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protectionwithboththeCouncilofEuropeConvention of198110 andthe Directiveof199511 Itwouldbealogicalandvaluabledevelopmentforthe
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No doubt its processes look more consultative and transparent to
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ones nose at the EU is not necessarily an approach
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Australian Federal law New Zealand the Canadian Federal law is
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correction principles It also reiterates that APEC does not require
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surveillance systems to public scrutiny Openness principles are found
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Anonymity
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Conclusions a new low standard for IPPs
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will incorporate all of the above functions or components and
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the privacy of end users may justify legal limits on
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while the second is more typical of common law jurisdictions
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7
154
Citing Guardian Newspapers No 216 as authority that a preexisting
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8
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We turn to the second limb of the action first
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thecourtshavecompleted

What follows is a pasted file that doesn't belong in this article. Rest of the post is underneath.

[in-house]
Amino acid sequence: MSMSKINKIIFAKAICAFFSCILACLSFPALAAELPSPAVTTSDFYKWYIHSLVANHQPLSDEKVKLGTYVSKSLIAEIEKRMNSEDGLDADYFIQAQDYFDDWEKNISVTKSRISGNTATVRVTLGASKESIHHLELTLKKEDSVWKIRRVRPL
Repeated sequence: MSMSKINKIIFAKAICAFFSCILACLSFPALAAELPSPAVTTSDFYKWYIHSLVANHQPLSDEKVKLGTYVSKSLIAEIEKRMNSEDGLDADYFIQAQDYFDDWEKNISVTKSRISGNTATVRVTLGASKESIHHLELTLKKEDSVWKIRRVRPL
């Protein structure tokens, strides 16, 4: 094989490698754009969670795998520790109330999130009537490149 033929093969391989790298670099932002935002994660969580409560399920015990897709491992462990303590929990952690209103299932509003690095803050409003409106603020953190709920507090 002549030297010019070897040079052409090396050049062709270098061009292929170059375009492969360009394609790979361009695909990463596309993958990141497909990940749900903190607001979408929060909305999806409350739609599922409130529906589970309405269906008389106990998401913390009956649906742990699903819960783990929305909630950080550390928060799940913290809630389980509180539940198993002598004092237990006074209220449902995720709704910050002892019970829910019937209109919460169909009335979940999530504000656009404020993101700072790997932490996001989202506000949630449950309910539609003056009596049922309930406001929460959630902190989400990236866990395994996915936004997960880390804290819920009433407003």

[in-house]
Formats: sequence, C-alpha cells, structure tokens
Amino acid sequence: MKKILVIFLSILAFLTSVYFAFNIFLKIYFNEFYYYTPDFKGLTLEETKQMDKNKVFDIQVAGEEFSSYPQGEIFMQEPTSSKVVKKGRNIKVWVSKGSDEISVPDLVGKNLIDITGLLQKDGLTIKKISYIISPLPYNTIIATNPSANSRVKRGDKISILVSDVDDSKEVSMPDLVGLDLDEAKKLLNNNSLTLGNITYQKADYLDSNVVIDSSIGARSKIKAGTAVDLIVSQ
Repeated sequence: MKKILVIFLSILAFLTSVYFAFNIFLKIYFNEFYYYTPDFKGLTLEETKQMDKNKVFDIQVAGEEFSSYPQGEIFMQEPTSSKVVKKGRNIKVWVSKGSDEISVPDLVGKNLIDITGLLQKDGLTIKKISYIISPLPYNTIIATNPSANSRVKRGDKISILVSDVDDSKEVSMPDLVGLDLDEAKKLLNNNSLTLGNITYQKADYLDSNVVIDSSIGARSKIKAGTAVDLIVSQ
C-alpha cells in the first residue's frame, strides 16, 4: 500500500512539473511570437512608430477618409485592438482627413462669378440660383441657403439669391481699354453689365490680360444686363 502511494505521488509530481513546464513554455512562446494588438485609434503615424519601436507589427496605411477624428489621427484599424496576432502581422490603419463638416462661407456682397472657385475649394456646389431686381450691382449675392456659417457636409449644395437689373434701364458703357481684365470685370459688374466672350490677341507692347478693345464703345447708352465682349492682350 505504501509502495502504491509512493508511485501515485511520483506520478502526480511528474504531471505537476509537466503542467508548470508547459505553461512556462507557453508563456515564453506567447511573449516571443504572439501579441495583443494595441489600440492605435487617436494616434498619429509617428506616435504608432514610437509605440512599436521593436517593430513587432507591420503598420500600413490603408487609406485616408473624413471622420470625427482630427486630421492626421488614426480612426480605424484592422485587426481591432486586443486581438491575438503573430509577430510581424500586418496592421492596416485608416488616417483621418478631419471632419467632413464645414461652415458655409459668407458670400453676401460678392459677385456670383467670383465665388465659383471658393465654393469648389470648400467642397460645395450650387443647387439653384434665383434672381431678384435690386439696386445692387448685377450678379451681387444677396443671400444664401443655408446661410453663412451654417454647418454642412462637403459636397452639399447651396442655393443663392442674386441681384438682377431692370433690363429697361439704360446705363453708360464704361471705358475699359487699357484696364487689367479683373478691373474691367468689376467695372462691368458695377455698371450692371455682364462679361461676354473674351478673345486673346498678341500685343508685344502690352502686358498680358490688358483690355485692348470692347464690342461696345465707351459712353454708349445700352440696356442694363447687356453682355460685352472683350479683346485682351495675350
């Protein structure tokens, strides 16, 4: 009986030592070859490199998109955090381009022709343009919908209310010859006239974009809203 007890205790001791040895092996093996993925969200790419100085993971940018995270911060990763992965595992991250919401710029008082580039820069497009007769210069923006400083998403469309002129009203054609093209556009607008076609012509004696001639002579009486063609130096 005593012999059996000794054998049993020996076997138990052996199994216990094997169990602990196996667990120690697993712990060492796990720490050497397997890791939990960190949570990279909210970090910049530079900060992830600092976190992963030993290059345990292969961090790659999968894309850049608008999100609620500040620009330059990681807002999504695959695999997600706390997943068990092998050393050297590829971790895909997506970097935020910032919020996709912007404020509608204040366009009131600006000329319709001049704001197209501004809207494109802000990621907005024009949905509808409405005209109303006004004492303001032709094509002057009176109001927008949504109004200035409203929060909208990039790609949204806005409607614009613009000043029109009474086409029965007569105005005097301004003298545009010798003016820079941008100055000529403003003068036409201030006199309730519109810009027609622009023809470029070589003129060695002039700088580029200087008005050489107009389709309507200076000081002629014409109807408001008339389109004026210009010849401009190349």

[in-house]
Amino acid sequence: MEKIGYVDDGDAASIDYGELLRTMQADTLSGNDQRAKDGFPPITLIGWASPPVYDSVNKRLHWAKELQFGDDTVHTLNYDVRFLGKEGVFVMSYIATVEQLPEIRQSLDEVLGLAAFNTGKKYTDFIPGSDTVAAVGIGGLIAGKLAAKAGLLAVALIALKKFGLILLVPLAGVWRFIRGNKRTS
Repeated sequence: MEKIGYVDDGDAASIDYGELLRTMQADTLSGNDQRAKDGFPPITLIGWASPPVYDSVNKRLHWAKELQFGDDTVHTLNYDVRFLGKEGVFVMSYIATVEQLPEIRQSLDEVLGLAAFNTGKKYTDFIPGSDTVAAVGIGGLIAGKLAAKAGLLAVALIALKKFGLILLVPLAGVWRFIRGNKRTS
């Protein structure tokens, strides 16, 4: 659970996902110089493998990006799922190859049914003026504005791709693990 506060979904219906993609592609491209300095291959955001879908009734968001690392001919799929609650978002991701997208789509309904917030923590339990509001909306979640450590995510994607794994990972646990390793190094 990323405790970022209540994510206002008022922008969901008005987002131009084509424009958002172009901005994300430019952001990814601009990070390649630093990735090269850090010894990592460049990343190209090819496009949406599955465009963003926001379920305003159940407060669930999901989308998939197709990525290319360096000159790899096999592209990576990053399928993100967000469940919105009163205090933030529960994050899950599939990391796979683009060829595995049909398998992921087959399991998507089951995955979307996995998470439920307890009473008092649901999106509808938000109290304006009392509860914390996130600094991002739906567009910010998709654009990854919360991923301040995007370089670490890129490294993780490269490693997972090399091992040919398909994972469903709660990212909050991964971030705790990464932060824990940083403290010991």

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StrasbourgjurisprudenceItmaybesaidthat Englishcourts are too ready
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9
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10
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in which Strange was implicated by his knowledge15 Such language
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not professional but rather a man on account of whose
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How little has changed
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Page 17 - But when men have realized that time has upset many fighting faiths, they may come to believe even more than they believe the very foundations of their own conduct that the ultimate good desired is better reached by free trade in ideas, — that the best test of truth is the power of the thought to get itself accepted in the competition of the market ; and that truth is the only ground upon which their wishes safely can be carried out.
Page 29 - December 1997 concerning the processing of personal data and the protection of privacy in the telecommunications sector, OJ 1998 L 24/1; Directive 2002/58/EC of the European Parliament and of the Council on the processing of personal data and the protection of privacy in the electronic communications sector (Directive on privacy and electronic communications), OJ 2002 L 201/37.